Z Space and Word for Word present:
Samuel Taylor Coleridge’s Epic Poem
The rime of the Ancient Mariner
September 11 - October 12 at Z Space
Directed by Delia MacDougall and Jim Cave
Considered by some to be a "green parable," this epic voyage is a tale of man's crime against nature, with the shooting of the magnificent albatross—and the havoc which nature wreaks in return. Z Space’s stage will be turned into a sailing ship (Oliver DiCicco and Colm McNally, scenic design) surrounded by the sea and the elements (Hana Kim, video projections; Ray Oppenheimer, lighting, Matt Stines, sound; Nol Simonse, choreography; Nikki Anderson-Joy, costumes). We hope that you will enjoy Word for Word’s expansive take on this take on this classic epic poem.
Previews - September 11, 12, 14, 15, 19
Opening Night - Friday, September 20
Additional Press Night - Saturday, September 21
Thursdays - 7pm
Fridays and Saturdays - 8pm
Sundays - 3pm
Post Show Events
September 29 — a collaboration with Fieldworks Collaborative – "navigating natural and social ecologies" – with a seafaring cocktail toast to Luke Cole's environmental work. Luke was an environmental lawyer and the co-founder of the Center on Race, Poverty & the Environment, in California. He was a pioneer in using legal work for the environmental justice movement.
October 10 — Eco-poetics: Join us for a special Z Space presentation of the Exploratorium's series that brings together practitioners from the fields of geography, ecology, environmental sciences, policy, design, and the arts to grapple with issues that shape contemporary landscapes.
The dedicated press agent for this show is David Hyry, who can be reached at firstname.lastname@example.org.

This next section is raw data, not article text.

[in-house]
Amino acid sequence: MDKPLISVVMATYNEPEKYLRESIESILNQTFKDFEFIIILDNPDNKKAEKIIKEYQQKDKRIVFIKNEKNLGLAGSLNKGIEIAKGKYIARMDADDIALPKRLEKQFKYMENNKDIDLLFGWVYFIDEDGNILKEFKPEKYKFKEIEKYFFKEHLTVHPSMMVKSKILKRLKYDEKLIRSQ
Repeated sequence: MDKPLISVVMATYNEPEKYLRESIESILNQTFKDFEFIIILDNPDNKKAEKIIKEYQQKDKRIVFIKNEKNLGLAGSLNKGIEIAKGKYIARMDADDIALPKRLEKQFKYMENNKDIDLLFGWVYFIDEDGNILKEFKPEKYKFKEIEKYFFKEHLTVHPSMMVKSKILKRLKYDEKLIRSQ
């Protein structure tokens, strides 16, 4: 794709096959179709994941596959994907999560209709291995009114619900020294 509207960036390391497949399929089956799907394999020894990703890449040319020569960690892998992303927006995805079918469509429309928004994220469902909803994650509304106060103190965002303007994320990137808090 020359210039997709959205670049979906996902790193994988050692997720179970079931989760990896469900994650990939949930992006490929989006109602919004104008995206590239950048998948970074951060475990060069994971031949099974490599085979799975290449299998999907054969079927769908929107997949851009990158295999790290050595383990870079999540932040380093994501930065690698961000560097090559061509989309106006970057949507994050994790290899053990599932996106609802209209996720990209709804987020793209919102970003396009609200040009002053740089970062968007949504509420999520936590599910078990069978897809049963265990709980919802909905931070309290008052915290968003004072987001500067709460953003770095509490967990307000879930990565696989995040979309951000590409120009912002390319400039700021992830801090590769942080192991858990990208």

Illustrations by Gustav Doré
Rime in the press
Longtime Word for Word friend and acclaimed author Tobias Wolff and Word for Word charter member Nancy Shelby were recently speaking together at an event. When he asked what's was next for Word for Word, the following ensued per Leah Garchik’s column in the San Francisco Chronicle:
[Tobias Wolff] ended by reading a portion of a new novel, the audience rapt as the prose embodied a point he’d made, that literature allows you to “enter into the inner life of another human.” It reminded me of a conversation earlier, at the reception, between the honoree and Nancy Shelby, a founding member of the theatrical company Word for Word, which has performed some of his works.
In response to his query about their latest project, she said they were working on “The Rime of the Ancient Mariner,” at which he smiled and started quoting, with ersatz grandeur: “The many men, so beautiful!/ And they all dead did lie:/ And a thousand thousand slimy things/ Lived on; and so did I.”
Someone wisecracked about the “thousand slimy things” and politics, and Wolff responded, quite seriously, that the written word allows the reader to “be someone else, to see someone’s world.” As to those in power, “I wish they were readers,” he said.